An idyllic Greek isle provides the backdrop for a very unsettling arrangement
This new play by Alexi Kaye Campbell explores the increasingly complicated relationship between two couples during a tumultuous period of unrest in Greece and is set over the course of two evenings. The first in 1967 sees an English couple, playwright Theo and his actress wife Charlotte, be persuaded by American diplomat Harvey and his wife June, an alcoholic played by Downton Abbey’s Elizabeth McGovern, to buy the holiday home they are renting. Over dinner, small talk turns to big deals as smooth-talking Harvey (brilliantly played by Ben Miles) convinces the couple to buy the villa for next to nothing from its desperate owners. When we return nine years later in 1976 we witness the pair’s guilt over their exploitation of the Greek owners.
From the off, there’s a feeling that this paradisiac property is set to be the background for uglier dealings. So when news of a coup on the Greek government reaches the quartet at the end of act one, you know that this tranquil setting will be marred in political and familial unrest when the curtain comes back up. Secrets are unveiled and characters who consider themselves to be decent people start to question their morality as relationships begin to breakdown.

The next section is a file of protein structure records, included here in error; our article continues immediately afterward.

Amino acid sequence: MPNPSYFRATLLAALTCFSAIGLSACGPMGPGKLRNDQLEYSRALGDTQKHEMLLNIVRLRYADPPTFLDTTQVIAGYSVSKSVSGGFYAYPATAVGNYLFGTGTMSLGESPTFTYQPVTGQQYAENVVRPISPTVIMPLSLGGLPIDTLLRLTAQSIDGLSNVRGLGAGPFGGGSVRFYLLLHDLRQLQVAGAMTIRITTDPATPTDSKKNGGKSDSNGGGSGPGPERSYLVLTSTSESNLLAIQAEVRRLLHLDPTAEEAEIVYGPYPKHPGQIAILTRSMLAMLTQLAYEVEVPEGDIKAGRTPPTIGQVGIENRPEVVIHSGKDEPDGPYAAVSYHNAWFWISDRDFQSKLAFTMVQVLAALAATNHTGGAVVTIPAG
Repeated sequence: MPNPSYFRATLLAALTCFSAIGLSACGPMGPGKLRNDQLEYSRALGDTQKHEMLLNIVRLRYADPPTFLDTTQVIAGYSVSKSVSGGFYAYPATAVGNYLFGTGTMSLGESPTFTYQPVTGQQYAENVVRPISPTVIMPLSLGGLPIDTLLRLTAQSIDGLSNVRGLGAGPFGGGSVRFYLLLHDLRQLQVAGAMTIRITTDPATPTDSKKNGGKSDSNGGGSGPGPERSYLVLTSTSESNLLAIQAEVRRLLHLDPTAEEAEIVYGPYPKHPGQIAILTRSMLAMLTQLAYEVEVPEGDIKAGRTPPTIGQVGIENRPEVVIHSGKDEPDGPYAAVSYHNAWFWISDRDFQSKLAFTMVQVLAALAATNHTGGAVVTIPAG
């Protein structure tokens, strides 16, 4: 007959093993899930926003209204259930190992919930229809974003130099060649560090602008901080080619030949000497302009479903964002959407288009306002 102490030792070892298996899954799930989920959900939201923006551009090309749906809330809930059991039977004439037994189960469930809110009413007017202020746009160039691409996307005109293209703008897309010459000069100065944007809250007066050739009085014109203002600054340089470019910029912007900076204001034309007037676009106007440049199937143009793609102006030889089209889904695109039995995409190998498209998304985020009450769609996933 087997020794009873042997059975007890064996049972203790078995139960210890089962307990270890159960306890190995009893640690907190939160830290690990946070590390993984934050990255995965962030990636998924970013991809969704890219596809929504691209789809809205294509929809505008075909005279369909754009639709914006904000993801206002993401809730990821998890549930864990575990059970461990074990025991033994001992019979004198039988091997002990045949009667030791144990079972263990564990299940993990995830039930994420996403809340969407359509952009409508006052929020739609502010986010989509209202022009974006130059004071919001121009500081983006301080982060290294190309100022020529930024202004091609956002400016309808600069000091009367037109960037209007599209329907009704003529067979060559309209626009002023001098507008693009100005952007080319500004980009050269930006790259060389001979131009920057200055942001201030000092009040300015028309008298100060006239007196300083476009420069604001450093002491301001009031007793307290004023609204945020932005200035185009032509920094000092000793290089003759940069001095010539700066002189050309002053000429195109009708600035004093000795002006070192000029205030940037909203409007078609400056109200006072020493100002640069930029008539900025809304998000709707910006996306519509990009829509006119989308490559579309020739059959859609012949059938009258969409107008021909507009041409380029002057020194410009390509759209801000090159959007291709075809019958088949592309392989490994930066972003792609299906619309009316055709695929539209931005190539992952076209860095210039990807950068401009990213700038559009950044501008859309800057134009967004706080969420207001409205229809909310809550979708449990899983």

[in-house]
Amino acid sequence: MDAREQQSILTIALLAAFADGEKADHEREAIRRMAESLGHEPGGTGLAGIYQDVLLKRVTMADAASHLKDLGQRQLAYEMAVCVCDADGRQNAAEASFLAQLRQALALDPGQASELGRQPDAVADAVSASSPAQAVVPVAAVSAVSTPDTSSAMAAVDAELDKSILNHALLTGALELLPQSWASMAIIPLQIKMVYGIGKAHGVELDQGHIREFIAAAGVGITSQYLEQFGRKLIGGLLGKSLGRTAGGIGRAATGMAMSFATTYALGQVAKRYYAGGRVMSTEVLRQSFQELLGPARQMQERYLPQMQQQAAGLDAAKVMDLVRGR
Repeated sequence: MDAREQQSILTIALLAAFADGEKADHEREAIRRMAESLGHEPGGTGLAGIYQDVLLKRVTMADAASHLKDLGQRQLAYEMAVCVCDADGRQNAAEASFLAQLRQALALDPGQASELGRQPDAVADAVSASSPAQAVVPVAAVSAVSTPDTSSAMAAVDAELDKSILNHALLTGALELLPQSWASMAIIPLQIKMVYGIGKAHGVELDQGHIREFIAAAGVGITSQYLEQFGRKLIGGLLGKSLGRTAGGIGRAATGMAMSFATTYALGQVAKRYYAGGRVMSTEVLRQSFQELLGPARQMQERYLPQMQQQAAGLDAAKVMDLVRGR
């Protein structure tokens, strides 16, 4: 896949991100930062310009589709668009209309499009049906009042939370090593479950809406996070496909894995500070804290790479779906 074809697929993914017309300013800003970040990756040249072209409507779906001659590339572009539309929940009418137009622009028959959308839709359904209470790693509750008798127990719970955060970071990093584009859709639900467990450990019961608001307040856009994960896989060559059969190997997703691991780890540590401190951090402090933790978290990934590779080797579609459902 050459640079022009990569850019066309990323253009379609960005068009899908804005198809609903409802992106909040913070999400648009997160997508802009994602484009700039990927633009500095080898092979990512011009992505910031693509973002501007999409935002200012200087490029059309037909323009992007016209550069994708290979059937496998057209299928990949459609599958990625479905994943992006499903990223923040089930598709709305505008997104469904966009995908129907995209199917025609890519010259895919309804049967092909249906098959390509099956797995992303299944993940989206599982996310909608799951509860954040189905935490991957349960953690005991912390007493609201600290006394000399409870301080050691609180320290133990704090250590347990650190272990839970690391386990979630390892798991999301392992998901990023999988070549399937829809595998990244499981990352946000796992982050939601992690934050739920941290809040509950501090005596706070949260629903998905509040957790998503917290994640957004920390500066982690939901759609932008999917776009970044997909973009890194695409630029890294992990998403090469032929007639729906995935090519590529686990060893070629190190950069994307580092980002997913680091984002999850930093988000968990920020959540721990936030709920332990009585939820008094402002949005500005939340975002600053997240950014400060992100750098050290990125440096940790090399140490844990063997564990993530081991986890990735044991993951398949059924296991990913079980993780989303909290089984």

This is a thought-provoking production that impresses with its minimal, yet clever, set design. The gradual dimming of light and birdsong throughout each act echoes the eponymous sunset, while the smattering of children’s toys and a lick of paint on the villa windows shows the passing of time. But this can’t save it. In a time when Greece’s financial troubles are headline news, this production fails in its intentions to convincingly explore the issues of political intervention, dictatorship and Western entitlement.
Until 4 August
Hospitality We like the intimate Gielgud Room for bespoke packages that include pre- and post-show champagne, canapés or fine dining.